Bringing out Clandestine Absinthe

Clandestine Absinthe is bootleg Absinthe which was distributed over the Black Market during Absinthe prohibition.

Absinthe was forbidden and made outlawed in France, Switzerland and many other countries in th early 1900s after being a popular liquor since its creation at the turn of the nineteenth century.

Absinthe had been especially well-liked by the Bohemian art set in the Montmartre part of Paris. Artists and writers which includes Van Gogh, Gauguin, Oscar Wilde and Ernest Hemingway have been all fans of the Green Fairy, as Absinthe is commonly known.

Anti-alcohol campaigners did start to paint a poor picture of Absinthe in the late 19th century and early twentieth century, blaming it for France’s growing problems with alcoholism and declaring that the substance thujone (from wormwood) was psychoactive and was having psychedelic consequences. Many declared that if Absinthe was not banned then France has got to be nation of mad, insane people. Absinthe was even blamed for an alcoholic murdering his family even though he had been drinking other spirits following the Absinthe. Absinthe was banned and prohibition began.

Clandestine Absinthe in Switzerland

During prohibition, there was obviously still an industry for Absinthe and in Switzerland bootleg distillers still produced and sold Absinthe. Switzerland was the house of Absinthe. It’s claimed that Absinthe was created by a doctor, Pierre Ordinaire, being a tonic for his patients in 1789 in the Swiss area of Couvet within the Val de Travers, the Swiss Jura. In time, Couvet took over as the Swiss capital of Absinthe creation and was obviously badly troubled by prohibition. One distiller, Claude-Alain Bugnon, is claimed to have carried on distilling Absinthe and distilled it with a recipe of another bootleg distiller Charlotte Vaucher. The Val de Travers was popular for its fantastic bootleg Absinthe.

Absinthe was legalized in many countries in the 1990s but legalization in Switzerland didn’t happen until 2005. Claude-Alain Bugnon immediately requested for a license to sell Absinthe and was the first distiller to be given a license for Absinthe production in Switzerland.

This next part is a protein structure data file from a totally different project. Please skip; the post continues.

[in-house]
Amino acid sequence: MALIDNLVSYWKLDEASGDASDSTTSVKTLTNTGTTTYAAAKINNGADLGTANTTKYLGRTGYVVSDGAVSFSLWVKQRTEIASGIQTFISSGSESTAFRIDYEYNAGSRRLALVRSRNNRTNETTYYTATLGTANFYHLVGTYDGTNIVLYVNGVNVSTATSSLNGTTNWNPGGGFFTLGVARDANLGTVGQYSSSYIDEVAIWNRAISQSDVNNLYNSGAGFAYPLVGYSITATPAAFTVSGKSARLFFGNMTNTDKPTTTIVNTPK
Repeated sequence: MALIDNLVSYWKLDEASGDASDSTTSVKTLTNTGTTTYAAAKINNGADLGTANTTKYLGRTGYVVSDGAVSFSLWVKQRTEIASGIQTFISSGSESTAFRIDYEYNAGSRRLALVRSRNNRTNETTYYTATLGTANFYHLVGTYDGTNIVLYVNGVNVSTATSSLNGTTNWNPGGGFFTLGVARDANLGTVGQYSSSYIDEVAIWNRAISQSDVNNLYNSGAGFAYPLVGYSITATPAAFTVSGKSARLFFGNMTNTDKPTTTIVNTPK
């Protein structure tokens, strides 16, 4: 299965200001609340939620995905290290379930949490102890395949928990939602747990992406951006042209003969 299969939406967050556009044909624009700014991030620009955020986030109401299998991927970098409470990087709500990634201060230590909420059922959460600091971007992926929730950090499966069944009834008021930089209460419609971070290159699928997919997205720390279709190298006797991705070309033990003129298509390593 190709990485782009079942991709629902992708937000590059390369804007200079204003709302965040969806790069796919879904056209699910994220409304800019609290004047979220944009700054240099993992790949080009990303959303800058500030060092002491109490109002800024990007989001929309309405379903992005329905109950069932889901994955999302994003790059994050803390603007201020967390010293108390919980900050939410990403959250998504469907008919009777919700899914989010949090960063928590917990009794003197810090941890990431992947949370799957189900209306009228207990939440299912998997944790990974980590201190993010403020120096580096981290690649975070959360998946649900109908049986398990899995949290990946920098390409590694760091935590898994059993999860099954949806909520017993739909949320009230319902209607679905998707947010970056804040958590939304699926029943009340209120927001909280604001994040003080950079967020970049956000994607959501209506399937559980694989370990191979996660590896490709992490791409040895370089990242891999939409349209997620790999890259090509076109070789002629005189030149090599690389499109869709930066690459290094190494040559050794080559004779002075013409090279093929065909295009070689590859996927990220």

Claude-Alain Bugnon’s firm, Artemisia-Bugnon distilleries now produce many different types of Absinthe:-
– The well-known La Clandestine Originale – This Absinthe is an award winning premium La Bleue, 53% ABV (alcohol by volume). It’s actually a clear Absinthe inside a blue bottle and several people point out that it took its name from the blue reflections observed when the Absinthe louches.
– La Capricieuse – This Absinthe was created to satisfy the flavors for pre-prohibition stronger Absinthe and it has an ABV of 72%.
– Recette Marianne – This Absinthe was produced to be marketed to the French market which has strict Fenchone laws and does not allow bottles labeled Absinthe to be sold. Fenchone is the essential oil of fennel and it is thought to be psychoactive. This liquor is 55% ABV and won the exclusive Golden Spoon Award in 2005, 2006 and 2007.
– La Clandestine Originale Alcool du Vin – A distillation of La Clandestine Originale having a wine base.
– Angelique Verte Suisse – Produced for those who want their Absinthe to be slightly more bitter and to possess the traditional green color. The stunning label on this bottle is the same as antique labels depicting the Green Fairy.

The Artemisia-Bugnon makes use of herbs grown in your community like grande and petite Artemisia Absinthium (wormwood), hyssop and lemon balm to flavor its anise flavored liquor. No artificial colors or additives are used and several talk about the Absinthes possessing a “bouquet” of Alpine meadows, of honey and flowers.

The Clandestine Absinthe of the Artemisia-Bugnon distillery can be obtained to buy on their internet store but if you would like to try your hand at producing your personal Absinthe comprising wormwood then you can use the essences from AbsintheKit.com to produce your personal premium Absinthe.